Sophie, 27: Berlin, Germany
In this series I sit down and have a chinwag with some of my fellow expats from all around the globe. We cover what makes them tick, and ask them to share any advice they may have on moving, living their best expat lives and their pro-tips on making it in their new home. Hopefully their collective experiences help give you an insight into how to kill at the expat game.
1. Where do you consider yourself to originally be from?
Edmonton, Alberta in Canada
2. Why did you decide to move, and how long have you been living in Berlin?
I decided to move to Germany – but later decided to move to Berlin after living in Dresden for awhile. Berlin was more my speed, more multicultural and more open. I’ve been in Berlin for five and half years.
3. What do you do for a living?
I’m a professional dancer (but I side hustle in customer service).
4. What is your favourite thing about Berlin?
There is always something new to discover and explore.
5. What are the biggest challenges or culture shocks you have experienced since moving to Berlin?
The straight up honesty! If someone likes you, dislikes you or doesn’t care – they’ll let you know. I love this now, but at first it was a big shock coming from nice, extra polite Canada. Speaking German is hard at times as well, but everyone does speak English. This also made it hard to learn the language, because everyone switches to English!
6. What are the biggest advantages to living in Berlin?
You can really do anything you want. You can start a business, you can no nothing at all – you can try all sorts of lifestyles all within one city.
7. What are the biggest disadvantages to living in Berlin?
It can be pretty bleak and grey in the winter.
8. Is living in Berlin expensive?
No. Compared to Canada, I can really appreciate how cheap things are in Berlin. Rent varies, but a room in a shared flat could be from 350-600 EUR a month, or a place to yourself from 450-900 EUR. Cosmetics/pharmacy items and groceries are ridiculously cheap in comparison. Going out to eat is also affordable.
9. What do you like to do in your spare time?
Go on bike rides, meet friends at coffee spots, go dancing at night, or hang out in one of the many beautiful parks in Berlin.
10. What is the local food like? Is there anything you would recommend trying (or avoiding)?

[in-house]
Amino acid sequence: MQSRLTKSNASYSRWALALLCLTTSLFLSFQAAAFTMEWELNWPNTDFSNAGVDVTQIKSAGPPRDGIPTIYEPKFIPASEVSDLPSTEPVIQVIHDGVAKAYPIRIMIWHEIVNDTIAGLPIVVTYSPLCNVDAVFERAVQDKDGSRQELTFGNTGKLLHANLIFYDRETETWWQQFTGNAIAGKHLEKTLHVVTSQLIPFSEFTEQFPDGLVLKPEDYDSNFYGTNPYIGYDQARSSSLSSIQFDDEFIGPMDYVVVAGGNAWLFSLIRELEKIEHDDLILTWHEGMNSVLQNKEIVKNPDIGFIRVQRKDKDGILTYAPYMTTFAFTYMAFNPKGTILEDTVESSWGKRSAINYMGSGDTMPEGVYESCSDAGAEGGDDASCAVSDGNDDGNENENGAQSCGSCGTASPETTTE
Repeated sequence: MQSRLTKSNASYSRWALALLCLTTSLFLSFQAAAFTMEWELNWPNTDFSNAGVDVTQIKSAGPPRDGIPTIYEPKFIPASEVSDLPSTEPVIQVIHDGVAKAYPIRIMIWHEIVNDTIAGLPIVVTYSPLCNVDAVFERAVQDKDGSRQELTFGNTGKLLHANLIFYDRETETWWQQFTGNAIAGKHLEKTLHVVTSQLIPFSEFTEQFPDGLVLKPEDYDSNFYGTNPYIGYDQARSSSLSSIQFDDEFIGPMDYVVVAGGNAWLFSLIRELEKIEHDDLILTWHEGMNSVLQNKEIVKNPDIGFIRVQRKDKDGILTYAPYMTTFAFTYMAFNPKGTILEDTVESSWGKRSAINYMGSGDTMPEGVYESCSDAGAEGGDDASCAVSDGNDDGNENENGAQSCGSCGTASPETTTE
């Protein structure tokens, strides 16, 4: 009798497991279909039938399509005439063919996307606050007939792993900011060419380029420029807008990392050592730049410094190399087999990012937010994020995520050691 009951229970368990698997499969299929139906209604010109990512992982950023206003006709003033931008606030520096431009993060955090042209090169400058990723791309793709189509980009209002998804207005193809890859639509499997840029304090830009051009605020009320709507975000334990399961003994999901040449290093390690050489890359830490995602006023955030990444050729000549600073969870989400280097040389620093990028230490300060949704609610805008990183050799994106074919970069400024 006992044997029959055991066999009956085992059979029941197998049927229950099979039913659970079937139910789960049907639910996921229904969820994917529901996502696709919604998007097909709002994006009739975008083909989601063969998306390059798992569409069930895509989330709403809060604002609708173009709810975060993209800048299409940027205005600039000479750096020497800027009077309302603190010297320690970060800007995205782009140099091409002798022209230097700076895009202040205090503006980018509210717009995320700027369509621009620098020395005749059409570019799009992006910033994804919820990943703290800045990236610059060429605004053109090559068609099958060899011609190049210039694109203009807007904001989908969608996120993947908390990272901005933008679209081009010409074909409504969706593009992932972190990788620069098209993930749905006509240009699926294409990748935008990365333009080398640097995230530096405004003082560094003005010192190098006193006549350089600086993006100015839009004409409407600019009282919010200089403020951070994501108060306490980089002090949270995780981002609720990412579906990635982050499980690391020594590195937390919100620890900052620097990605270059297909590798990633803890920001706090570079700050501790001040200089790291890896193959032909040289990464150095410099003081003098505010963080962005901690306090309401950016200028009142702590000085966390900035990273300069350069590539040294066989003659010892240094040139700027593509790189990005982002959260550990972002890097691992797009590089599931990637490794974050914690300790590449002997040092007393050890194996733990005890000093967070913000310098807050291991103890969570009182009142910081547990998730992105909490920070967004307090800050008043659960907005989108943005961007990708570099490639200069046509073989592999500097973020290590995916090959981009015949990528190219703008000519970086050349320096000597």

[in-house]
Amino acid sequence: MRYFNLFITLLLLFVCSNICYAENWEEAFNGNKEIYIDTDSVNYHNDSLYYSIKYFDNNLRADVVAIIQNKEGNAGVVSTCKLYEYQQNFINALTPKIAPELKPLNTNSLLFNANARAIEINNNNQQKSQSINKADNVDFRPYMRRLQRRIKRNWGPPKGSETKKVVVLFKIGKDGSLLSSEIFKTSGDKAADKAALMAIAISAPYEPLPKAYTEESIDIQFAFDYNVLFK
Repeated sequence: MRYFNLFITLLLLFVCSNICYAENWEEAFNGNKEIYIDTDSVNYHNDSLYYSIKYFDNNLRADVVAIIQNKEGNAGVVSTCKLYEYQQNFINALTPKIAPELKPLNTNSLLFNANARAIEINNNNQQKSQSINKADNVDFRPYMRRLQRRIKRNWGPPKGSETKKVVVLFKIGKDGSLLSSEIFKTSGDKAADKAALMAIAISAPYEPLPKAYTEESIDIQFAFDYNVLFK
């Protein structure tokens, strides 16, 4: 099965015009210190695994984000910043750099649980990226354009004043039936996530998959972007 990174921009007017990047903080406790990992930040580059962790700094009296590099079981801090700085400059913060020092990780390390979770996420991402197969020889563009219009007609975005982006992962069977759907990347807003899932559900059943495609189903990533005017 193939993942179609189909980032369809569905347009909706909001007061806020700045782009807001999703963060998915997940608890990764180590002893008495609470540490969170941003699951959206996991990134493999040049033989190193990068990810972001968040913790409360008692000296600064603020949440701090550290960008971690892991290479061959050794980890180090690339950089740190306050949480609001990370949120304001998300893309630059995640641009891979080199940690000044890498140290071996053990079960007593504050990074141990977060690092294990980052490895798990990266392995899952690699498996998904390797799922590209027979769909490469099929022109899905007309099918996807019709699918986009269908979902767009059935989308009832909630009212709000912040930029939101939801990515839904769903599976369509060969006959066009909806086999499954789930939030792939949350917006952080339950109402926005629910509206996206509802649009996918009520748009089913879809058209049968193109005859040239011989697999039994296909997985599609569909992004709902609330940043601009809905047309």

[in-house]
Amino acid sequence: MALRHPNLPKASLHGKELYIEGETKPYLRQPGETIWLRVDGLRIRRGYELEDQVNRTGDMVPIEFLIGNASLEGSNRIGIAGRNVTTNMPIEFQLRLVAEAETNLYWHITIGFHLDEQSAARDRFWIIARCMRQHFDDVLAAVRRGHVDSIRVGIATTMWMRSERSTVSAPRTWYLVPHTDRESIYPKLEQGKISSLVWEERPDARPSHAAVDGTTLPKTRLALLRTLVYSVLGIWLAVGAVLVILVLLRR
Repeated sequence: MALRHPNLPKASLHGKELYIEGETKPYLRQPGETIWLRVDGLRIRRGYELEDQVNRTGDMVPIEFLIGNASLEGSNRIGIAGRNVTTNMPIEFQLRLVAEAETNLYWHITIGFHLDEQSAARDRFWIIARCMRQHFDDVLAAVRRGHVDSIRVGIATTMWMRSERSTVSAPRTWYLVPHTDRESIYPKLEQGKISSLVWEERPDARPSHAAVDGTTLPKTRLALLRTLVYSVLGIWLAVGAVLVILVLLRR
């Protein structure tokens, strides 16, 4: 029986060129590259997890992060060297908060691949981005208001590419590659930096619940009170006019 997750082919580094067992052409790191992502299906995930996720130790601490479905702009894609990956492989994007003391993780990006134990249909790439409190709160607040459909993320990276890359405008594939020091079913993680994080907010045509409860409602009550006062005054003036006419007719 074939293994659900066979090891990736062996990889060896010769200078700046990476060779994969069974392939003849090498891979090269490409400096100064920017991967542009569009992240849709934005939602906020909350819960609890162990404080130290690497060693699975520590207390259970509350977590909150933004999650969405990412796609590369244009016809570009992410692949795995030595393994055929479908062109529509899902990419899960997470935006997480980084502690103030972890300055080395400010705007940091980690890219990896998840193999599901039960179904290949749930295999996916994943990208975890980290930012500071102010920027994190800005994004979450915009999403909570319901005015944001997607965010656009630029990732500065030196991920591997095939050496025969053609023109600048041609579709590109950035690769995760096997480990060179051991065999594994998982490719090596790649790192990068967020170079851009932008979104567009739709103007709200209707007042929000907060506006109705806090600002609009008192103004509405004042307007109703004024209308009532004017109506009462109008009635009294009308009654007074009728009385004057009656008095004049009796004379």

There are really good Turkish breakfasts and Middle Eastern food everywhere – particularly good in the Kreuzberg/Neukölln area. I’m not a fan of Currywurst.
11. What 3 things would you recommend doing for a first time visitor to Berlin?
2 – Go to an open air, or an outdoor club somewhere along the river Spree.
3 – Bike through the city and have a picnic, or do a Späti tour at the end of the day – take your wine or beer and enjoy it in a park somewhere.
12. What is the easiest way to get around?
Bike. The public transport is amazing too.
13. What is the shopping like?
Varied. I love the vintage shops. Go to Hackescher Markt to window shop along the crazy boutique stores.
14. What is the nightlife like?
15. What is the best time of year to visit?
16. What do you miss about home?
Family and friends usually.
17. Do you get homesick? If so, what do you do to make yourself feel better?
I was homesick a lot in my first couple of winters in Berlin. My solution was not just one thing, but something that helped was making sure I always had a certain amount of money in my savings account that I didn’t touch, that would get me across the world to see my family in case of an emergency (and back again). Texting, calling and instagramming often also helped with the situation.
18. For people moving to Berlin, what industries are good to get into?
I’m not too sure – but learn German if you really want to go far in anything! It helps with the professional side of things.
19. What is one thing you wished you knew before moving to Berlin?
Church tax exists, and you have to actively opt out of paying it.
20. What is the visa process like?
Get your documents in order, organise everything to an extremely German standard, go with a German-speaking friend if you can’t swing the Deutsch, and go for it! It’s not as hard (or expensive) as some other countries but it can still be a lot of preparation – and it’s a bit scary when you’re finally in the office. If you can get a job where the company organises this for you, also great. Then it’s super easy. The freelancer visa is trickier, but absolutely possible if you have some contracts lined up already.
21. What is the expat scene like?
Great! Berlin is an international city. Friends are the family you choose, and after living in Berlin your family will be from around the world. People can be incredibly welcoming once you spend enough time with them. It can sometimes seem like a lot of expats are partiers who stay there for 6 months and leave, but in every industry there are also incredibly talented people from around the world.
22. What is the biggest misconception about Berlin?
That Berliners are lazy. There are so many hard-working and hustling people here. In comparison to the North American workaholic culture, Berliners also put a lot of effort into their lifestyle, relationships and community as well. It’s a form of working hard on yourself and the people around you that I really came to respect.
23. If you could give one piece of advice to other expats, or people looking to move overseas, what would it be?
Save up, be smart, always have a fall-back financial pillow, be open to everything, meet people, learn the language and have fun!
If you want to keep up with Sophie, you can follow her on instagram: @sophie.wensel
*All pictures kindly provided by Sophie